The Luo Folktales Cartoon Project began in July 2009 at the request of Bishop
Ochola and it is a collaborative effort with the Jazz for Justice Project, University
of Tennessee Anthropology student Erin Cagney, Kampala artist Vincent
Ssebunya, Gulu artist Patrick Okello, and Moses Lajum of Kitgum. The project
began in 2009 as an effort to turn the Luo folktales into a comic series and
eventually an animated series for children all over Uganda and in the Diaspora.
The team hopes that by presenting the folktales in a different format, children will
have a greater interest in this invaluable part of their heritage, and the folktales
will survive beyond the 20-year conflict that northern Uganda suffered.
As of now, Erin Cagney has recorded 30 folktales to be used in the project,
selected by Bishop Ochola. Moses Lajum has transcribed and translated
several tales, though more assistance is needed in this area. Artists Vincent
Ssebunya and Patrick Okello have drafted the first version of the first cartoon to
be published about the beautiful Awili and her sister, Aputa the cripple.
Because of the LRA insurgency from 1986-2006, many cultural practices have
fallen to the wayside in northern Uganda. The Luo people have a culture rich in
dance, music, poetry, and storytelling. However, because of the environment
in the displacement camps, fear of LRA abduction, extreme loss of life and
extreme poverty, many people have said they no longer had time to carry out
their traditions as they would in peaceful times.
According to many elders and some youth, the conflict and camp life robbed
youth of their culture. Most relevant to this project, youth did not attend nightly
wang’oo sessions and sit around the fire receiving advice, wisdom, and folklore
from their elders.
In the post-conflict setting, many efforts have been made to revive the Acholi
culture and teach the youth what they missed during the war. Cultural revival
has become an important tool for peace as people forget their traumas and
their losses while learning how to perform traditional dances and songs as a
community, but in many instances the elders are simply not there to carry out the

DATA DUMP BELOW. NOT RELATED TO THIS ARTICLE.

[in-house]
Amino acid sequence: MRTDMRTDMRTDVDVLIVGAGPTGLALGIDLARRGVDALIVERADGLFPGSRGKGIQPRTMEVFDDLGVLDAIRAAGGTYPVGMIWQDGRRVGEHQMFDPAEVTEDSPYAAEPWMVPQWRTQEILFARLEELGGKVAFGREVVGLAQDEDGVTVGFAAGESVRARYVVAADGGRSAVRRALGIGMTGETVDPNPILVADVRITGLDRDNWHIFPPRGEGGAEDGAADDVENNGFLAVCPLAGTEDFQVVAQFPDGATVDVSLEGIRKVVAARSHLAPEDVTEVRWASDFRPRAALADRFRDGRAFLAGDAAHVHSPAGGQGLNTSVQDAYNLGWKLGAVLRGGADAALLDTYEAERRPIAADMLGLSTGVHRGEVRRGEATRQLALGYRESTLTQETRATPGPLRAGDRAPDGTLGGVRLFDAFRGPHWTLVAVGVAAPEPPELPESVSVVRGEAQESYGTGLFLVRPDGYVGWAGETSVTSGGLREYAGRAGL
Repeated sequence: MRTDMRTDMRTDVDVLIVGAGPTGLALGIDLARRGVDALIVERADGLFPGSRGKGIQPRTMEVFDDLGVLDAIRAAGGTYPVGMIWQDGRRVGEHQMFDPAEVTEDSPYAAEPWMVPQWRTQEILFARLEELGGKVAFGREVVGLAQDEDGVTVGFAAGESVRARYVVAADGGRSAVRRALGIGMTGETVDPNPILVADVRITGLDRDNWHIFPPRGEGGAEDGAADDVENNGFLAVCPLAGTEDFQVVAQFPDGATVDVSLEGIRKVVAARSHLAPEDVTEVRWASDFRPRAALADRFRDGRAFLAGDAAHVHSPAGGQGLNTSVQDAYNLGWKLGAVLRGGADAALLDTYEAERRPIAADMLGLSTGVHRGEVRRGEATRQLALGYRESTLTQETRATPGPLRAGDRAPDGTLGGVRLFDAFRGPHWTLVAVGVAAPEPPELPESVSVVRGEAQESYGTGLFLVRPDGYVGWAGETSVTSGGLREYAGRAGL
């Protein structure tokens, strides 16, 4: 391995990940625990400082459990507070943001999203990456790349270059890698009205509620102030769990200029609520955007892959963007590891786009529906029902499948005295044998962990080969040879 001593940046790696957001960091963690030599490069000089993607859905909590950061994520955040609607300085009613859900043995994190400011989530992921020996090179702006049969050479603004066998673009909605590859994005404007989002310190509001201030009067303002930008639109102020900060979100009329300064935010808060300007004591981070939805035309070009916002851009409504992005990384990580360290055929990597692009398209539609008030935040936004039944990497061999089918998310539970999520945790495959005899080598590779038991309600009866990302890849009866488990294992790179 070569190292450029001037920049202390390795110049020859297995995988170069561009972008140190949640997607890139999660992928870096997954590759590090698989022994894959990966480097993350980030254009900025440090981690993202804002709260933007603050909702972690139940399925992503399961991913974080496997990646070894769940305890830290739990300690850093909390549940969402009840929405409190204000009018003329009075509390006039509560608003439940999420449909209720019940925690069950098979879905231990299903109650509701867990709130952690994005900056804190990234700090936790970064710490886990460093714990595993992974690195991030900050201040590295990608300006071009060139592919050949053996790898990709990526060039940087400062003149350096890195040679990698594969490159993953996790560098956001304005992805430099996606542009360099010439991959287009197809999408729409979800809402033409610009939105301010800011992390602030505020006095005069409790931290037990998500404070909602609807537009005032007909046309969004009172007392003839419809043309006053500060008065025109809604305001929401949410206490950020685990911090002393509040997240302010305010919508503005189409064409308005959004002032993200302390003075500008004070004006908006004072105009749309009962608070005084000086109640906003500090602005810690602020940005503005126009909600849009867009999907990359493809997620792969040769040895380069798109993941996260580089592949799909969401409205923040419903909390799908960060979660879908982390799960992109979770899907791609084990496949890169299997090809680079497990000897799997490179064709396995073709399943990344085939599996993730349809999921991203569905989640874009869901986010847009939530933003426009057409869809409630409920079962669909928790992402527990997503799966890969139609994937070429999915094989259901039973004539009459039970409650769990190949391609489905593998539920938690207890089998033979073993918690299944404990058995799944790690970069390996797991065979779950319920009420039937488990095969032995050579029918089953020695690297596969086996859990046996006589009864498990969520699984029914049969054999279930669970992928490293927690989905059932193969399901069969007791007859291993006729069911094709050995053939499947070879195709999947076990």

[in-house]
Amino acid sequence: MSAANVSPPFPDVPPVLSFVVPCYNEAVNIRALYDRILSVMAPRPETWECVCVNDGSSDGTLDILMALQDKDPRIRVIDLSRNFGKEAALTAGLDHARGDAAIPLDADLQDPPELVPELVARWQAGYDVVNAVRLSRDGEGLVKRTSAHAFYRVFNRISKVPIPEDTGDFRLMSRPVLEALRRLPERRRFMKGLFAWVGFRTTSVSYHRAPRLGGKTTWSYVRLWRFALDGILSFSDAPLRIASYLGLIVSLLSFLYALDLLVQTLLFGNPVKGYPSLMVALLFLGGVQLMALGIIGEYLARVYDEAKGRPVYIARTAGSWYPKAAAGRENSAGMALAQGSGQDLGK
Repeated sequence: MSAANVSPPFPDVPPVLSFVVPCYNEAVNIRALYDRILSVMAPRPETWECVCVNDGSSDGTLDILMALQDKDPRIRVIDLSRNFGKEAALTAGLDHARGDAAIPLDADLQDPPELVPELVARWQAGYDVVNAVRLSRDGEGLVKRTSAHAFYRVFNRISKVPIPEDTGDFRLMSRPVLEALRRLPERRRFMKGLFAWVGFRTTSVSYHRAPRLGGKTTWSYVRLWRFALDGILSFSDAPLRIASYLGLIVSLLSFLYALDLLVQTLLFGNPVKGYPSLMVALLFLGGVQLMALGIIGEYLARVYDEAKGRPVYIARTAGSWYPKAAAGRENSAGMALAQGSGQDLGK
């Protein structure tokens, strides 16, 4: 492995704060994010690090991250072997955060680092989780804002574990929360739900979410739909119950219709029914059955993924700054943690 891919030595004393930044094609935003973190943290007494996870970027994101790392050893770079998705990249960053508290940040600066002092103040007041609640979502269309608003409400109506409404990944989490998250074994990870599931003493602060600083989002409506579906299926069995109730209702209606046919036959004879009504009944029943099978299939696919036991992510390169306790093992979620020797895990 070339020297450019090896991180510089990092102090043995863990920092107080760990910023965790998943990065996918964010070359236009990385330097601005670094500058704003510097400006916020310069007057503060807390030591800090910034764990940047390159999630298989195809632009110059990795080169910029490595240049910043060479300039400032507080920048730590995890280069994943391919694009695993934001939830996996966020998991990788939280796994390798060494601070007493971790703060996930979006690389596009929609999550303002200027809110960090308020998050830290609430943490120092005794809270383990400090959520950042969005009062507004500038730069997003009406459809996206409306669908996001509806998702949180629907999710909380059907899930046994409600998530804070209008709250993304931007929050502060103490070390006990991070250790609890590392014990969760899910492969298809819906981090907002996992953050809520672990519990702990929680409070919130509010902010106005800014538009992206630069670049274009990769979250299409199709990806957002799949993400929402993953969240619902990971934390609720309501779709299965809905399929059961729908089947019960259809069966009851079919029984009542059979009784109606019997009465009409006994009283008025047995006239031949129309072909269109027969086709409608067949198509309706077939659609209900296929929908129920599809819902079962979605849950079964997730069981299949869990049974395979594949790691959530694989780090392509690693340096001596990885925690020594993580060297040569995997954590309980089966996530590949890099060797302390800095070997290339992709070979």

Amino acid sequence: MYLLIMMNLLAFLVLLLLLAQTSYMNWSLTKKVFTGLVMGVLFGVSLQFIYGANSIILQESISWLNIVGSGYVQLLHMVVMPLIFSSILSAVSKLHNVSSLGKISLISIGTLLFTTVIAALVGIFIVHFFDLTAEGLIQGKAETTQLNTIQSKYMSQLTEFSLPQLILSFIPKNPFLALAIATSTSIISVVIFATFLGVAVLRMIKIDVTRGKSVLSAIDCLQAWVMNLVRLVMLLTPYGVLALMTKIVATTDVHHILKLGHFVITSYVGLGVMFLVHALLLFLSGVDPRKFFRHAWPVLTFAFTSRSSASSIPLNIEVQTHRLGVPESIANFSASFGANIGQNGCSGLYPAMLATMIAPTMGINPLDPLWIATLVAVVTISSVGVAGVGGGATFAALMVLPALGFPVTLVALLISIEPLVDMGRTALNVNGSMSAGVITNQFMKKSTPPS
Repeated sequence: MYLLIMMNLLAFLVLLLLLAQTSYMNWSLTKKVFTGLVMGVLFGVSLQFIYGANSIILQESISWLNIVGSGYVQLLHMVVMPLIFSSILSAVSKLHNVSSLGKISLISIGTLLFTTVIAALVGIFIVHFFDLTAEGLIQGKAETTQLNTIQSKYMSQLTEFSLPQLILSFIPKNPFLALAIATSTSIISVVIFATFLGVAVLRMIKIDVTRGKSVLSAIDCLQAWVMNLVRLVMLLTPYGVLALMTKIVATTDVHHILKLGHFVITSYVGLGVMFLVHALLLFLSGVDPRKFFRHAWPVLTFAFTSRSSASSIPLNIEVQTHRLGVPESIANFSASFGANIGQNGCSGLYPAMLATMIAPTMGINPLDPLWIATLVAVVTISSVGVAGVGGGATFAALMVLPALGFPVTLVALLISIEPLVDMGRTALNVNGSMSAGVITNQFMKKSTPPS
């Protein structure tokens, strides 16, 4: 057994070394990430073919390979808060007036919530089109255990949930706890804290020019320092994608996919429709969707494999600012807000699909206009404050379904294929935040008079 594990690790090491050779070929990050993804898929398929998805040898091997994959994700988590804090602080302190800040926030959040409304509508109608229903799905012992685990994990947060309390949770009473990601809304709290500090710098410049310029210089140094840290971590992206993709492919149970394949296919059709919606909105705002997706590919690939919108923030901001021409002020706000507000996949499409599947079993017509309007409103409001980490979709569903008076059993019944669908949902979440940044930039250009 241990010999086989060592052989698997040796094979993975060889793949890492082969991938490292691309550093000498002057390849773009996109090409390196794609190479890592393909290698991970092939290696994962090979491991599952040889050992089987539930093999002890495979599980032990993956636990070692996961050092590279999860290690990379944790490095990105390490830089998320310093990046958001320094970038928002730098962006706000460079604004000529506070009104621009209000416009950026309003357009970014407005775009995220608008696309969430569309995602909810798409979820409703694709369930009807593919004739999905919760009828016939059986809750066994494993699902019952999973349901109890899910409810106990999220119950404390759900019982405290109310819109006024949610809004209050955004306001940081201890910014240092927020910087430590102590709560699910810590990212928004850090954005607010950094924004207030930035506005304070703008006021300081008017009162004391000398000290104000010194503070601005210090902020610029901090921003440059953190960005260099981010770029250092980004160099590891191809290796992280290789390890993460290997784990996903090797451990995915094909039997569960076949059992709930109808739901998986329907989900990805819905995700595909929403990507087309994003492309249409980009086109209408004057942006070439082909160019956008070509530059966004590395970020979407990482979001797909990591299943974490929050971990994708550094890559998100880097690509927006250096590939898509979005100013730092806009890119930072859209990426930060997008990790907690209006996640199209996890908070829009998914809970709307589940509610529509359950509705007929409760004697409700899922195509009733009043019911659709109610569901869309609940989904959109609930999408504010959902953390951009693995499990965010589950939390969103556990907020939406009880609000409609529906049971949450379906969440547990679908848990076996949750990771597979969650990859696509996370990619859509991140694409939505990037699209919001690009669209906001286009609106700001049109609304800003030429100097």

While these efforts are being made, many children are missing out on the
enjoyment of learning from the ancient Luo folklore and many have lost respect
for their elders so that they would not listen if they had the opportunity. Because
of this, our team seeks to present the folktales in a different format, like that of
a comic book. This is a style that many of today’s children are familiar with, and
it would certainly draw their attention. By distributing the books in schools, we
hope that the children will learn life lessons from the comic books as they would
have learned them from their grandparents before. Then, when this generation is
older, they will have the opportunity to share the same stories with their children
in times of peace.
1. To create a series of 30 comic books that can be distributed to primary,
secondary, and University-level students as well as youth who are not in
2. To create a database of folktales in order to preserve them on paper past the
current generation of elders.
3. To increase childrens’ interest level in Luo Folklore through a modern format.
4. To revive the tradition of storytelling amongst Luo youth.
5. To promote national reconciliation through ethnic integration amongst the
team and book distribution across the country.
6. To provide materials for Luos in the Diaspora.
7. To extend the project into not just a collection of comic books, but a
compilation book, and the first African-made animation series to be shown in
To learn more about this project or how you can help, please contact Erin Cagney.